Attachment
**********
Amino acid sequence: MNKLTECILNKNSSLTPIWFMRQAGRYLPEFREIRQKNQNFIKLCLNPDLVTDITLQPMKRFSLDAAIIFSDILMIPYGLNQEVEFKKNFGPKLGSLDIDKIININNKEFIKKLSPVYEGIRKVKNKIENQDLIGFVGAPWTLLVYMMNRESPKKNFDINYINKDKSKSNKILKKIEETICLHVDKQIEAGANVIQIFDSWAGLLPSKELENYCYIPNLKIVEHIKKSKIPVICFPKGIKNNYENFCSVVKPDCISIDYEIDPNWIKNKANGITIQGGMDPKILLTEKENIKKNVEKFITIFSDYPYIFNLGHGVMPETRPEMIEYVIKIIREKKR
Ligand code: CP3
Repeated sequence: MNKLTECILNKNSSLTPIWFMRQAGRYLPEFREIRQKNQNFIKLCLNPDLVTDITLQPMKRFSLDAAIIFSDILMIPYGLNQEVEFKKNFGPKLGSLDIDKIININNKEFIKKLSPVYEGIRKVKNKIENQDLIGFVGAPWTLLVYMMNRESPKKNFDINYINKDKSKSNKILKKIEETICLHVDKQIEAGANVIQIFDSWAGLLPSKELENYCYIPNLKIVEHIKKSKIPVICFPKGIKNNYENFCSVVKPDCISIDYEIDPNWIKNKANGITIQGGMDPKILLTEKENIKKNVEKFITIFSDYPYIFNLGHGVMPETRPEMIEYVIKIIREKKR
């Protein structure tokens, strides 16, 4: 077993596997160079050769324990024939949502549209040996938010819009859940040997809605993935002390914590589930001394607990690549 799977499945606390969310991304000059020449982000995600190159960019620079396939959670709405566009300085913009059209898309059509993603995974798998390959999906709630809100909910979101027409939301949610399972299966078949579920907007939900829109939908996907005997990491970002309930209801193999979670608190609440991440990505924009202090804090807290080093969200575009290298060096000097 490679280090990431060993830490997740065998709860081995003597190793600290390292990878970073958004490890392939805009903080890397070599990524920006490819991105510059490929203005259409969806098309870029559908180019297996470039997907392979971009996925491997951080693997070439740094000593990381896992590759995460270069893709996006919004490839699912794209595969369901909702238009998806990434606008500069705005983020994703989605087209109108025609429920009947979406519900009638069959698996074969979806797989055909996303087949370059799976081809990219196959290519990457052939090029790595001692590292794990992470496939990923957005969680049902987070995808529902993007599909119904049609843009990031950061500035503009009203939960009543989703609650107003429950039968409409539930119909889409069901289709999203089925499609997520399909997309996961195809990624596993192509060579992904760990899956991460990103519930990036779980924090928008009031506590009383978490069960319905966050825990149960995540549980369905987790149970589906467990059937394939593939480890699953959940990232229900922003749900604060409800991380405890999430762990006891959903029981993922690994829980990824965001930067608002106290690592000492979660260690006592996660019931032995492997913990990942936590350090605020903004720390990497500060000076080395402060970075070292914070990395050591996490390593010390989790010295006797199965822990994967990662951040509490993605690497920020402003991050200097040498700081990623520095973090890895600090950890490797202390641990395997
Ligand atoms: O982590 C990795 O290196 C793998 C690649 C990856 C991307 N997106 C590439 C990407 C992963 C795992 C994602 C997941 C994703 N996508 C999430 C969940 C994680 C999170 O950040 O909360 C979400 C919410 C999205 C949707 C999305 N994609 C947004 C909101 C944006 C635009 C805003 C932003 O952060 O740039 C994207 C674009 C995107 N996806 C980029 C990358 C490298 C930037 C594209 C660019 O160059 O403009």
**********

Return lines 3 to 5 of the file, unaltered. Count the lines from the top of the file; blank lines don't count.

Repeated sequence: MNKLTECILNKNSSLTPIWFMRQAGRYLPEFREIRQKNQNFIKLCLNPDLVTDITLQPMKRFSLDAAIIFSDILMIPYGLNQEVEFKKNFGPKLGSLDIDKIININNKEFIKKLSPVYEGIRKVKNKIENQDLIGFVGAPWTLLVYMMNRESPKKNFDINYINKDKSKSNKILKKIEETICLHVDKQIEAGANVIQIFDSWAGLLPSKELENYCYIPNLKIVEHIKKSKIPVICFPKGIKNNYENFCSVVKPDCISIDYEIDPNWIKNKANGITIQGGMDPKILLTEKENIKKNVEKFITIFSDYPYIFNLGHGVMPETRPEMIEYVIKIIREKKR
């Protein structure tokens, strides 16, 4: 077993596997160079050769324990024939949502549209040996938010819009859940040997809605993935002390914590589930001394607990690549 799977499945606390969310991304000059020449982000995600190159960019620079396939959670709405566009300085913009059209898309059509993603995974798998390959999906709630809100909910979101027409939301949610399972299966078949579920907007939900829109939908996907005997990491970002309930209801193999979670608190609440991440990505924009202090804090807290080093969200575009290298060096000097 490679280090990431060993830490997740065998709860081995003597190793600290390292990878970073958004490890392939805009903080890397070599990524920006490819991105510059490929203005259409969806098309870029559908180019297996470039997907392979971009996925491997951080693997070439740094000593990381896992590759995460270069893709996006919004490839699912794209595969369901909702238009998806990434606008500069705005983020994703989605087209109108025609429920009947979406519900009638069959698996074969979806797989055909996303087949370059799976081809990219196959290519990457052939090029790595001692590292794990992470496939990923957005969680049902987070995808529902993007599909119904049609843009990031950061500035503009009203939960009543989703609650107003429950039968409409539930119909889409069901289709999203089925499609997520399909997309996961195809990624596993192509060579992904760990899956991460990103519930990036779980924090928008009031506590009383978490069960319905966050825990149960995540549980369905987790149970589906467990059937394939593939480890699953959940990232229900922003749900604060409800991380405890999430762990006891959903029981993922690994829980990824965001930067608002106290690592000492979660260690006592996660019931032995492997913990990942936590350090605020903004720390990497500060000076080395402060970075070292914070990395050591996490390593010390989790010295006797199965822990994967990662951040509490993605690497920020402003991050200097040498700081990623520095973090890895600090950890490797202390641990395997
Ligand atoms: O982590 C990795 O290196 C793998 C690649 C990856 C991307 N997106 C590439 C990407 C992963 C795992 C994602 C997941 C994703 N996508 C999430 C969940 C994680 C999170 O950040 O909360 C979400 C919410 C999205 C949707 C999305 N994609 C947004 C909101 C944006 C635009 C805003 C932003 O952060 O740039 C994207 C674009 C995107 N996806 C980029 C990358 C490298 C930037 C594209 C660019 O160059 O403009």